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Journalists at a workshop in Lagos

Over the years, there have been growing concerns over women participation in politics, both as electorates and as position seekers.

The under representation of women in political participation gained root due to the patriarchal practice inherent in the society, much of which were obvious from pre-colonial era till date.

Concerted efforts have been made by government and non governmental organizations to increase the level of participation of women in politics in line with the declaration made at the fourth World Conference on women in Beijing, which advocated 30 per cent affirmative action. In Nigeria, the extant National Gender Policy (NGP) recommended 35 per cent affirmative action instead and sought for a more inclusive representation of women with at least 35 per cent of both elective political and appointive public service positions respectively.

The national average of women’s political participation in Nigeria has remained 6.7 per cent in elective and appointive positions, which is far below the Global Average of 22.5 percent, Africa Regional Average of 23.4 percent and West African Sub Regional Average of 15 per cent. For instance, out of 36 ministerial appointments made by President Muhammadu Buhari on assumption of office in 2015, only six were women, representing 16.7 per cent. In the National Assembly, women constitute 5.6 per cent of members of the House of Representatives and 6.5 per cent of the Senators.

Also, within the 20 years of uninterrupted democratic governance (1999-2019), Nigeria is yet to produce a female governor in any of the 36 states of the Federation.

In the build up to the 2019 general elections, a lot of organisations and individuals came up with programmes and workshops to get women more involved in politics. Even the Independent National Election, Women Division was not left out in the effort.

These bodies and individuals also tried to get the media involved, tasking it to give equal representation to both sexes during the elections.

However, many have commended the media’s effort in the coverage of the elections, saying no gender was under represented, while others share different view.

Director, Voter Education Publicity, Gender and Civil Society Organisatios, Oyewole Osaze-Uzzi lamented that women issues were not on the front burner during the elections, saying, “The media concentrated on things that were not relevant to women, like marital status and family life; questions that generally journalists cannot ask men. We just had a workshop with Nigeria Union of Journalists on the issue, we reminded them of their agenda-setting role. We hope that the situation improves in the future.”

For Nigerian broadcaster, Toun Okewale of Women Radio, 91.7, Lagos, 2019 election year when compared to previous years, reportage on women was fair. “However, much more can be done. There’s need to have media conversations on the capabilities and accomplishments of female politicians rather than her marital status, sensationalism and so on. The need for media to be deliberate and calculative in amplifying female politicians not just during but especially before elections; giving primetime and due headlines rather than sidelines mentions. This is the only way to show genuine inclusiveness as well as creating gender balance reportage. I’m hopeful that from now till 2023, primetime media reportage and visibility of female politicians across the 6 geo political zones will be improved,” she said.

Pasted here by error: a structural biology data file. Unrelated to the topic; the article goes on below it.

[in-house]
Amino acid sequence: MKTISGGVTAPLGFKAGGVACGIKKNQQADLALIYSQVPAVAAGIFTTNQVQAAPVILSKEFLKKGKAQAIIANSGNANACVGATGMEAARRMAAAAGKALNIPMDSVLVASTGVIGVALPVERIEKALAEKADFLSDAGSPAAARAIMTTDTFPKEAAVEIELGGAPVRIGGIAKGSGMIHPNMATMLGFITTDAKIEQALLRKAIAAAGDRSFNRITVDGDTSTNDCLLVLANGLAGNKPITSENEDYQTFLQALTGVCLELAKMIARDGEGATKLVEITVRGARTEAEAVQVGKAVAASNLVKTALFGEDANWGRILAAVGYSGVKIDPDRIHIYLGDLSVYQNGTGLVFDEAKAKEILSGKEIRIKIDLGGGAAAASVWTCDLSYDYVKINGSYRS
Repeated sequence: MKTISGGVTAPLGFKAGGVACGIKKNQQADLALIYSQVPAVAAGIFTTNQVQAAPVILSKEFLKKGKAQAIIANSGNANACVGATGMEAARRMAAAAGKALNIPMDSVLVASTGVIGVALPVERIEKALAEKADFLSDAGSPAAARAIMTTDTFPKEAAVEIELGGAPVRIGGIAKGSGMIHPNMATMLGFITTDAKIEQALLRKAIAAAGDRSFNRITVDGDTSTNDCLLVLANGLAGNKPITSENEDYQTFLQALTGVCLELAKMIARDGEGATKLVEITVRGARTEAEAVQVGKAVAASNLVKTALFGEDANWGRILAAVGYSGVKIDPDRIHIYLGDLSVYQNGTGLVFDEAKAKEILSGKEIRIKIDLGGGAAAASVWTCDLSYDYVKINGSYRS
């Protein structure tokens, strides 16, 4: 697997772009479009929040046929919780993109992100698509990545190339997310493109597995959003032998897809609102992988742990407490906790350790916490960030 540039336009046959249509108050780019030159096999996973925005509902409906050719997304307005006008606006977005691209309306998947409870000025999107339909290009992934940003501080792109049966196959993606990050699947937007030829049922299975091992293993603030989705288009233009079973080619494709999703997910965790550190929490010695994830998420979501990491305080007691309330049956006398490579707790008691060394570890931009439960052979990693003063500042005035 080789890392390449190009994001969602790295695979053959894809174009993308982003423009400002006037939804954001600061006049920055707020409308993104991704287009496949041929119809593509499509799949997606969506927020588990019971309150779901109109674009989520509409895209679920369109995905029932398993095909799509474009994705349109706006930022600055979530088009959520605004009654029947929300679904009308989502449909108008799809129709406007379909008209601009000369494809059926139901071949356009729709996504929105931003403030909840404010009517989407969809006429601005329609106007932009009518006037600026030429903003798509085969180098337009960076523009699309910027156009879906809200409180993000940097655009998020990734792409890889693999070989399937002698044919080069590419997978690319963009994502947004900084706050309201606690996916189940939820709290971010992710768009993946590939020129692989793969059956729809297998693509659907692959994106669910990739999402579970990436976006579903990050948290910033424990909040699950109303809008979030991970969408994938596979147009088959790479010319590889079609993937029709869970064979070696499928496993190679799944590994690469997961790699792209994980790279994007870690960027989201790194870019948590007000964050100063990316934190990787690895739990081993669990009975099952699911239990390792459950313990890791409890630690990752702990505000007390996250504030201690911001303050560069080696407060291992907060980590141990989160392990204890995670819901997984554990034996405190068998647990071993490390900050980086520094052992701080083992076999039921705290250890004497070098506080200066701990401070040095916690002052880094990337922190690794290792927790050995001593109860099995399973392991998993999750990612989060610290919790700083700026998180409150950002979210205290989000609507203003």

Director, International Press Centre, Lanre Arogundade said the coverage of the 2019 elections was not as inclusive as it should have been especially against the background of the prescription by the Nigerian Media Code of Election coverage. He said, “The code says journalists should consciously reflect the views of underrepresented groups including women, youths, Persons Living With Disabilities and rural dwellers in election reports. Much of this didn’t happen. In the course of IPC’s monitoring of 12 newspapers including online ones, we discovered that from the months of June to December 2018 men were mostly used as sources of election and political stories, features and interviews while men were also mostly mentioned.

“We realized that men constantly had over 80 per cent publicity. This also meant that female candidates received less media attention than their male counterparts. The desired level of consciousness is not yet there. And our message has been that there is no political issue or story that cannot have women’s perspective as politicians, as professionals, as workers, as citizens and so on.

Prof. Funmi Mallam-Para said the reporting was fairly inclusive as “the media: print and TV carried issues of female voters, violence against female electoral officers and even activities of female Military dispatches. Even female political candidates.”

Prof. Ralph Akinfeleye lamented that the mainstream media is not gender friendly, as a lot of women who contested at state levels were never heard of. He said, “Gender issues are not exclusively for men, for instance, there is a women Radio station in Abeokuta, which did not promote women at the elections either; it concentrated on the big shots.”

He further highlighted media ownership as one of the factors leading to poor gender coverage. According to him, “Most political meetings take place at night, and women are already at a disadvantage, making them not to be very active in the political space as their male counterparts.

He stressed the need for women to blow their own trumpet. He added, “Women were not covered at the elections; the media did not separate Genesis from Exodus. For the first time, we had more women presidential candidates, and the media did not do much to promote them.”


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